Monday, September 14, 2009

Who's bigger?

Isn't Buttercup a mouthful of a name for tiny white poodle? It does rather roll off the tongue, though. Especially when shouted.

Buttercup's owner is J's (87 year old) mother. We spent some time with her and Buttercup on the way back from North Carolina.

When we arrived, we took our luggage in through the opened garage, up the steps, and into the back hall to our usual bedroom. Buttercup ran barking to greet us while cries of: "Buttercup! Come back here!" rang after her. Buttercup had to be shooed back into the living room before she thought about answering the frenetic calls.

We found J's mother ensconced in her throne-like recliner which has extra cushions on the seat, the better to rise from it. Sharing the chair with her was the newest member of the family: a small Cocker Spaniel named Molly. Unsure of Molly's temperament, I held out my hand to let her smell the back of it. She sniffed and then licked it with a dry (thank you) tongue. Molly, it turns out, is a sweetheart.

She is also not trained completely. Housebroken, yes. But she considers herself top dog, after Buttercup. J's mom comes in as a distant third in the canine hierarchy.

It was interesting when we took Molly to the vet for a checkup. I walked her, not allowing her to pull me, nor to lead me through doors.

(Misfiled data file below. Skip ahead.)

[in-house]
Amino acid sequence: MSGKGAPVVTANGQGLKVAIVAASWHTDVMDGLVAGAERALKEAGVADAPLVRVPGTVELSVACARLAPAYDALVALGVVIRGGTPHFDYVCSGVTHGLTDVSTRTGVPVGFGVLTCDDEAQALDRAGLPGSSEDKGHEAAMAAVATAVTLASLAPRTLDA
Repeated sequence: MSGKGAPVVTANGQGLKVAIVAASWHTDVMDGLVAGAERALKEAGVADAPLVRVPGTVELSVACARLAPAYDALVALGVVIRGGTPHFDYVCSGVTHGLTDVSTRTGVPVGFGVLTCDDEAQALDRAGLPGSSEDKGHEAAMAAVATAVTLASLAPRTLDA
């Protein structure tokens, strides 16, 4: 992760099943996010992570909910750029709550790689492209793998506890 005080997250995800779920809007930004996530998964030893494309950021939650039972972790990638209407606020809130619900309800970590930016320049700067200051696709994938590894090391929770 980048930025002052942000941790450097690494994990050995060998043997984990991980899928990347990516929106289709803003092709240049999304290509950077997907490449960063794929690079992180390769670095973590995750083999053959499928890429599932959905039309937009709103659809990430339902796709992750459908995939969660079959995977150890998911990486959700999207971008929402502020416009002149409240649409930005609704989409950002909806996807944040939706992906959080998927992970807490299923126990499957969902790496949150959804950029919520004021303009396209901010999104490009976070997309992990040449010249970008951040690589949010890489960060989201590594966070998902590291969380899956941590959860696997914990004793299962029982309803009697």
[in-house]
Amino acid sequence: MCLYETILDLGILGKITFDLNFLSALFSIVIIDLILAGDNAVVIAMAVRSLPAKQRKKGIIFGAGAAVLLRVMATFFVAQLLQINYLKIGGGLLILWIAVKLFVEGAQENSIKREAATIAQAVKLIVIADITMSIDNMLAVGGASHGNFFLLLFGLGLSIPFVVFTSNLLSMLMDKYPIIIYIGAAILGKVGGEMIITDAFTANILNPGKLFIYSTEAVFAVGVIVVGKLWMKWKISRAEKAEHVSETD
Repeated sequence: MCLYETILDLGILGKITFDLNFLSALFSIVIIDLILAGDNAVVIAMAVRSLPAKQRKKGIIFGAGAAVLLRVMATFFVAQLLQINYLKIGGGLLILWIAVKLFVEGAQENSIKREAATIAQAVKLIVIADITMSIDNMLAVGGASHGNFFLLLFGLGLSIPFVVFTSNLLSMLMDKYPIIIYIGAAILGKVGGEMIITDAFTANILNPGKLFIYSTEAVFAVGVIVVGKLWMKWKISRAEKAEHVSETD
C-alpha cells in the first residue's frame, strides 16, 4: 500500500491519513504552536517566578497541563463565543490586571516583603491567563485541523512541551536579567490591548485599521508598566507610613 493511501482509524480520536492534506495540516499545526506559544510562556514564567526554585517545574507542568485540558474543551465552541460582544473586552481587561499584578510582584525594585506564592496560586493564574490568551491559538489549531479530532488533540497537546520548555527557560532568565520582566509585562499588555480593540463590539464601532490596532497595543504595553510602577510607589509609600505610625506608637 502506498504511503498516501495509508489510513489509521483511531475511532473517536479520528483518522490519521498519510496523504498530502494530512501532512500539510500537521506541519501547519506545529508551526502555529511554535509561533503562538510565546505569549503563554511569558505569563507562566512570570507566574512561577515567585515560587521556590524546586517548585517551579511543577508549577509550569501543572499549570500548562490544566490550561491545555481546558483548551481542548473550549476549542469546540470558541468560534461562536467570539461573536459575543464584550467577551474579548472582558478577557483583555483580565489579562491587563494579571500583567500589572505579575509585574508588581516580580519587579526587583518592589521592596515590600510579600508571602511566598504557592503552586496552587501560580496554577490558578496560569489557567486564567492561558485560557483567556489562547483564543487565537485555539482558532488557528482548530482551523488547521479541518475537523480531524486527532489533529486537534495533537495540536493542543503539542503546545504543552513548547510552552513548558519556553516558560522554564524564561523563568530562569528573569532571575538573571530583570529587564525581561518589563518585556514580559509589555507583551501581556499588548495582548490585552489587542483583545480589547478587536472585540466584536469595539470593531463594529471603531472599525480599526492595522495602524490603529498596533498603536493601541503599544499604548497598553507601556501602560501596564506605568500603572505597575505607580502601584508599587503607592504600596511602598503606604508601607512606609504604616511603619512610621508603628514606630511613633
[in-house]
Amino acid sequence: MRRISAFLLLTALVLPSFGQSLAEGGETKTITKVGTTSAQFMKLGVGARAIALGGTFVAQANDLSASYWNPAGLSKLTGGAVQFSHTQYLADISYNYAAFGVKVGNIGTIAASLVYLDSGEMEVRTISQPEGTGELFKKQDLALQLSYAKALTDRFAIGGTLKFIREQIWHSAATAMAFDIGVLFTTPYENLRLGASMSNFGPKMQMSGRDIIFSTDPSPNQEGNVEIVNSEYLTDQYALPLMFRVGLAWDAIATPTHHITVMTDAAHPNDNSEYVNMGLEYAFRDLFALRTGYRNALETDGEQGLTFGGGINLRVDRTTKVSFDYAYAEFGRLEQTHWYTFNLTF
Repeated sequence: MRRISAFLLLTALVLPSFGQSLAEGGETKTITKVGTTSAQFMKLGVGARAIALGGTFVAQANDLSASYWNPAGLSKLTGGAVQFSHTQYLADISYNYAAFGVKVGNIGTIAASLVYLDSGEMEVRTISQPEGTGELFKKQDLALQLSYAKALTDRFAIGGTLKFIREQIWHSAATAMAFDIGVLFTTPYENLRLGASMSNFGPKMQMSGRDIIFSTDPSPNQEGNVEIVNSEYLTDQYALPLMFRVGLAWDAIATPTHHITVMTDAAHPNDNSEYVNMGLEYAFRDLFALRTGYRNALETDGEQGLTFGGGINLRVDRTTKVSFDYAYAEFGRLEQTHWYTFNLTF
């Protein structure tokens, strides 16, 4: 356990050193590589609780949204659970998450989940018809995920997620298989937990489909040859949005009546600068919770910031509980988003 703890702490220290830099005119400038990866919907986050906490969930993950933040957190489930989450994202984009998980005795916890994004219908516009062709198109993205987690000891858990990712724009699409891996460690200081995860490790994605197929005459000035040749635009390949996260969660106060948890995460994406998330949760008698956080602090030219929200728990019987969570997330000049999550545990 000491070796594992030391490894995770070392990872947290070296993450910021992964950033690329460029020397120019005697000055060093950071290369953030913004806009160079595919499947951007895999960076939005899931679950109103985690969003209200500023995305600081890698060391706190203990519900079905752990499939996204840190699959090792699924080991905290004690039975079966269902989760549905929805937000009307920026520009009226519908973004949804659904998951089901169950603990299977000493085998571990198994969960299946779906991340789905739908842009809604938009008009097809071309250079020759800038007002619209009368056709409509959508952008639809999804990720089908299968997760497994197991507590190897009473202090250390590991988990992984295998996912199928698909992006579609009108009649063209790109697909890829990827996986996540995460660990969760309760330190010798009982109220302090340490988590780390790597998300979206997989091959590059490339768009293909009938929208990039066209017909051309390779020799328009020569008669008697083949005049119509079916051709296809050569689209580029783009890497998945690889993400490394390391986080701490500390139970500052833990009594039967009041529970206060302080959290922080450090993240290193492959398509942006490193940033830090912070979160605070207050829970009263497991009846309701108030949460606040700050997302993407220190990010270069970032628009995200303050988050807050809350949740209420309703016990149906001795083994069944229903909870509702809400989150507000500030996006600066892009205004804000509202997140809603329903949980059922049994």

When we departed after three days, Molly would (most times) sit at the back door and wait for permission to cross the threshold instead of bolting.

We'll see . . .


Zeta said...

Molly sounds adorable.

ol Doc said...

Molly sounds like she has met her match - in that Ranger is channeling The Dog Whisperer!

I have found that our little (in height, not in girth) Daisy minds much better when I act like the boss of her, too.

RANGER said...

Working with Mollie a little bit made me remember how much I enjoy doing that.

We had always taught our dogs not to bolt the door because it was safer for visitors and safer for the dog, too.

Teaching them to stop on command was harder but it saved Robbie's bacon, once. He was coming toward me from across the street and a car turned our corner. His furry bottom planted itself on the grass when I held up my hand like a traffic cop. Good dog!